Loser of Gwent PCC elections spent more than others combined
NEW figures show how a retired policeman who lost last year’s police and crime commissioner election spent more than his three challengers combined.
Llanbradach’s Chris Wright, who came fourth in November's poll, told the Argus that the £13,845 he spent on his campaign was money well spent.
Both Mr Wright and the elected PCC Ian Johnston yesterday said that they funded their campaigns out of their own pocket – and former Tory third-placed candidate Nick Webb said the requirement for £5,000 deposit should be revised.
According to data from the Electoral Commission Mr Wright spent £13,845 on his campaign, including £11,396 on advertising, £767 on Transport, £285 on public meetings and £795 on accommodation.
In contrast Mr Johnston, Mr Webb and Labour’s Hamish Sandison spent a combined £11,565.94.
Runner-up Mr Sandison spent the second largest amount at £5,177 while Mr Johnston, who went on to win the election, spent £4,343. Mr Webb spent a total of £2,045.
Mr Sandison and Mr Webb were recorded as receiving donations equivalent to their total spending, while no donations over £50 were listed for the two independents.
The Argus asked Mr Wright if he felt £13,000 was money well spent: “Yes. It’s something I feel very strongly about. I felt I was the right person for the job and you have to put your money where your mouth is.
“And I did.”
Mr Wright said the cash for the campaign, and the £5,000 deposit that candidates had to pay, was all his own. He said the £11,000 on advertising included a website and flyers as well as ads on Facebook and in newspapers.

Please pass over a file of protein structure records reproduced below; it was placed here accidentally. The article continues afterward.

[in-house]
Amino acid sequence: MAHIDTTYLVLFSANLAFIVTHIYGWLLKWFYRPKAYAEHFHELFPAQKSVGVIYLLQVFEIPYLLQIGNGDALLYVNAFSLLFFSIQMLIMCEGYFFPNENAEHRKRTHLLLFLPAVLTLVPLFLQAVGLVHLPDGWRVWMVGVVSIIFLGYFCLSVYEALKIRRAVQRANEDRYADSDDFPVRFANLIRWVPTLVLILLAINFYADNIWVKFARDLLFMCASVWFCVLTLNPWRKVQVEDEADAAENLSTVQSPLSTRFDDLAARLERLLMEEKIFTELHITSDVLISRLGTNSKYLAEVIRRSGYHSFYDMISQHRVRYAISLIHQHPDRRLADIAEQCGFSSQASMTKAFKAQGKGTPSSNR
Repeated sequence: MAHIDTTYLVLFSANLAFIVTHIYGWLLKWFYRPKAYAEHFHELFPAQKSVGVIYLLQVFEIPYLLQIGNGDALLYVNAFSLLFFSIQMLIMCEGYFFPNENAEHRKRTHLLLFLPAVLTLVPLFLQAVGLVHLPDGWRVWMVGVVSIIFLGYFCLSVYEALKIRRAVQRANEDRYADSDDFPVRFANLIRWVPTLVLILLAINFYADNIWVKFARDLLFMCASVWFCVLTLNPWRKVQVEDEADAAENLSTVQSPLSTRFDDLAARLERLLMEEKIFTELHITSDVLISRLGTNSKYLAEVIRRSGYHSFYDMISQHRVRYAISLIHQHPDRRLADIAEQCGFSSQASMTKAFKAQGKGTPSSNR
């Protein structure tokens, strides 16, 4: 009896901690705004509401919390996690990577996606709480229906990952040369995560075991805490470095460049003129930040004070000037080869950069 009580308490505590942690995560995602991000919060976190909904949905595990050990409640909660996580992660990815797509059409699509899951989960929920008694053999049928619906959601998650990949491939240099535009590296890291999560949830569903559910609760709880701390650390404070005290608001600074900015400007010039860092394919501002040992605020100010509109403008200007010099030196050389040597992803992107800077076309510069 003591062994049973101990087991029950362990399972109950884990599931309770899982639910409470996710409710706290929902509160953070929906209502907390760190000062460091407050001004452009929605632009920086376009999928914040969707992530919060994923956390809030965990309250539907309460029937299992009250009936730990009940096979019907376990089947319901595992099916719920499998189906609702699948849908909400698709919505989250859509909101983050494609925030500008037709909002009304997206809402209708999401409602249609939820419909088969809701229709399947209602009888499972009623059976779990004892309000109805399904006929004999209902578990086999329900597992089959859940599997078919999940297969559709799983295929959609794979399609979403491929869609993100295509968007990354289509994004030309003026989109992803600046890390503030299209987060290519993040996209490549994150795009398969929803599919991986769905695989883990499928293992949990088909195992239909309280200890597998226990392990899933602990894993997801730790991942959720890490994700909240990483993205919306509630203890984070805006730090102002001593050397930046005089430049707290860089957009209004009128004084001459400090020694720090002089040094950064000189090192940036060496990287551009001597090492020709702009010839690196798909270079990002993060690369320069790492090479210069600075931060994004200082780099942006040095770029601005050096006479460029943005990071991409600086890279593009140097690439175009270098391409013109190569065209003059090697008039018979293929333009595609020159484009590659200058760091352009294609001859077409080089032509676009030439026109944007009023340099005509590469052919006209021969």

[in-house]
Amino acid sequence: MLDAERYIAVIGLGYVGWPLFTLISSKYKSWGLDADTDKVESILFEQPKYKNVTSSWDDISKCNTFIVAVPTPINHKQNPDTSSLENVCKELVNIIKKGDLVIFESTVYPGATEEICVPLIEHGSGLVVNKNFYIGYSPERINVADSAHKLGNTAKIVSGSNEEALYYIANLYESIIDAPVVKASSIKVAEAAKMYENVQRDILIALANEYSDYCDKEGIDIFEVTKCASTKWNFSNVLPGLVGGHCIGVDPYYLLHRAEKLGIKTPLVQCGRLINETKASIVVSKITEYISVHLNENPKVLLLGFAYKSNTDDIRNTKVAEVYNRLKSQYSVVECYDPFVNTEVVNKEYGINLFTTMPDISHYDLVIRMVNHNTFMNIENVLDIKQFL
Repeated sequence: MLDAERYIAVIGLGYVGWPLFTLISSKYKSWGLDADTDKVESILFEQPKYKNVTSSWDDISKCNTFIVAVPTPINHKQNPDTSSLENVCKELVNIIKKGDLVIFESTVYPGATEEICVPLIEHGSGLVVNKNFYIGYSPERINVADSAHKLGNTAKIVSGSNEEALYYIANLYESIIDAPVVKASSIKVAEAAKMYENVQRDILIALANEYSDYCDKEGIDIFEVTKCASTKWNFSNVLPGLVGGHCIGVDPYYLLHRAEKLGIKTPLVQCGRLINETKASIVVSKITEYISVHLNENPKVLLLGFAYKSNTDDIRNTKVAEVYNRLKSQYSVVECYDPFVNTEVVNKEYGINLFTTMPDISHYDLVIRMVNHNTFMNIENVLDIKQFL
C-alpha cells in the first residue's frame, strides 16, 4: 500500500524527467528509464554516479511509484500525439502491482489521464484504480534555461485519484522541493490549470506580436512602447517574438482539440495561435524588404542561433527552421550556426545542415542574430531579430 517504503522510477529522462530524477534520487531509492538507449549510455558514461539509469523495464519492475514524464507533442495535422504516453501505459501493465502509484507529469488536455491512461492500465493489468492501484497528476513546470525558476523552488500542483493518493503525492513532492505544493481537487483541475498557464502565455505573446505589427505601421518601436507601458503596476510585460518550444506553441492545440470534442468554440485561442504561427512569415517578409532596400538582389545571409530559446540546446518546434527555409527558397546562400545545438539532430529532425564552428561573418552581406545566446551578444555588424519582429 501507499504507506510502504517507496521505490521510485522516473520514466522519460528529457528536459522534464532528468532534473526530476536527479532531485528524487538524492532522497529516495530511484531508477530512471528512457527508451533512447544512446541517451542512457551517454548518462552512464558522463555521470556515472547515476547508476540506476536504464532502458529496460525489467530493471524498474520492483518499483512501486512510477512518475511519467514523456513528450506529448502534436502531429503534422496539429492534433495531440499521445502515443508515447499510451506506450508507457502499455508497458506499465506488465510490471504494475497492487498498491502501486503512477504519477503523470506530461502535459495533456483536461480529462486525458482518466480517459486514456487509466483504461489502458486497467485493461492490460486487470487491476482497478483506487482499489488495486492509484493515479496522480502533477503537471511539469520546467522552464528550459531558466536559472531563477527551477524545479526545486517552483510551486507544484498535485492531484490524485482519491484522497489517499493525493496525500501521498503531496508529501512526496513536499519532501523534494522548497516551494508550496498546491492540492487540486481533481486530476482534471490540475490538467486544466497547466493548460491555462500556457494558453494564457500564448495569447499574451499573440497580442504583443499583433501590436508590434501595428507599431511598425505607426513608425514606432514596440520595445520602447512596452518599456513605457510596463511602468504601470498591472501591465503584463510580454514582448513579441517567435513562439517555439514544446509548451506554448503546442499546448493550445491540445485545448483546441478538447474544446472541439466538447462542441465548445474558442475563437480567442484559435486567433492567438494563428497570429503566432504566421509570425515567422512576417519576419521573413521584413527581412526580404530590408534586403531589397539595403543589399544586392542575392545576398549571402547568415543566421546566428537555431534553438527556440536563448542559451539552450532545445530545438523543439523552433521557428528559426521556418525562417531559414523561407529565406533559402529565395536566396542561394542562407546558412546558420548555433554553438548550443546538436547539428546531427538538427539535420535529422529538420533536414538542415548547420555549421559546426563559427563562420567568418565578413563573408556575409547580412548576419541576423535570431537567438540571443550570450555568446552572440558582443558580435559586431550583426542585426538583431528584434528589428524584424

Mr Johnston said the £3,251 he spent on advertising went on 200,000 leaflets, 180,000 of which were delivered. He said all of the cash, including the deposit, came from his own funds.
“I’m not complaining after the event, but I still feel it was unfair in the way independents were expected to fund the election as opposed to people that had party political support,” he said.
“We had lots of friends and family and supporters who came from places we least expected it. It was hard work for a small team."
Mr Sandison explained that his campaign funds came from constituency Labour parties, with Labour paying for the deposit. He said the figures “hopefully show that you can’t buy an election”.
He said candidates couldn’t afford to get their message out to everyone in Gwent as much as Independents found it tricky.
Mr Webb said campaign funds came from donations at local Tory events, although he said there was one big donation of a website and that money for the deposit was loaned by the central Conservative party.
“There are two aspects that could do with revision. £5,000 is too large a figure which will put off independents,” he said, adding the requirement for 100 signatures on nomination forms is also an issue.
“Directly elected roles do have the attraction that you reach beyond standard parties,” he said.
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